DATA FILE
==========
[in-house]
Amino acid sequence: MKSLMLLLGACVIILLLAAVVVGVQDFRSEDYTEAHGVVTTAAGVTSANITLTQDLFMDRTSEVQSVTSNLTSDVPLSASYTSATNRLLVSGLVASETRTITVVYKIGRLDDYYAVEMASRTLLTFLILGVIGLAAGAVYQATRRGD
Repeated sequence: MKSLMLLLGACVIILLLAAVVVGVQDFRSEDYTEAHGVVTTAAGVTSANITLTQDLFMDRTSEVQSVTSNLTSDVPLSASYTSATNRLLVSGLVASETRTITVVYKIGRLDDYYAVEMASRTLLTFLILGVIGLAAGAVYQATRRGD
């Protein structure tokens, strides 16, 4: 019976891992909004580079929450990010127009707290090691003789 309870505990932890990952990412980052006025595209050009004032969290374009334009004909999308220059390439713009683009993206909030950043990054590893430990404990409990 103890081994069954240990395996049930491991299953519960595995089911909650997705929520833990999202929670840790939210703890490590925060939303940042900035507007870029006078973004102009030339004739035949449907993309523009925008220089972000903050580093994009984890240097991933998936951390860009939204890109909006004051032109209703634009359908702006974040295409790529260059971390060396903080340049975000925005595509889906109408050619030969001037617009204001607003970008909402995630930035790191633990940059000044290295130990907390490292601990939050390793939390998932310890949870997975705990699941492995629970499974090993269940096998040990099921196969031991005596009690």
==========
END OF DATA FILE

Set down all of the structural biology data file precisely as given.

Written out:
[in-house]
Amino acid sequence: MKSLMLLLGACVIILLLAAVVVGVQDFRSEDYTEAHGVVTTAAGVTSANITLTQDLFMDRTSEVQSVTSNLTSDVPLSASYTSATNRLLVSGLVASETRTITVVYKIGRLDDYYAVEMASRTLLTFLILGVIGLAAGAVYQATRRGD
Repeated sequence: MKSLMLLLGACVIILLLAAVVVGVQDFRSEDYTEAHGVVTTAAGVTSANITLTQDLFMDRTSEVQSVTSNLTSDVPLSASYTSATNRLLVSGLVASETRTITVVYKIGRLDDYYAVEMASRTLLTFLILGVIGLAAGAVYQATRRGD
């Protein structure tokens, strides 16, 4: 019976891992909004580079929450990010127009707290090691003789 309870505990932890990952990412980052006025595209050009004032969290374009334009004909999308220059390439713009683009993206909030950043990054590893430990404990409990 103890081994069954240990395996049930491991299953519960595995089911909650997705929520833990999202929670840790939210703890490590925060939303940042900035507007870029006078973004102009030339004739035949449907993309523009925008220089972000903050580093994009984890240097991933998936951390860009939204890109909006004051032109209703634009359908702006974040295409790529260059971390060396903080340049975000925005595509889906109408050619030969001037617009204001607003970008909402995630930035790191633990940059000044290295130990907390490292601990939050390793939390998932310890949870997975705990699941492995629970499974090993269940096998040990099921196969031991005596009690």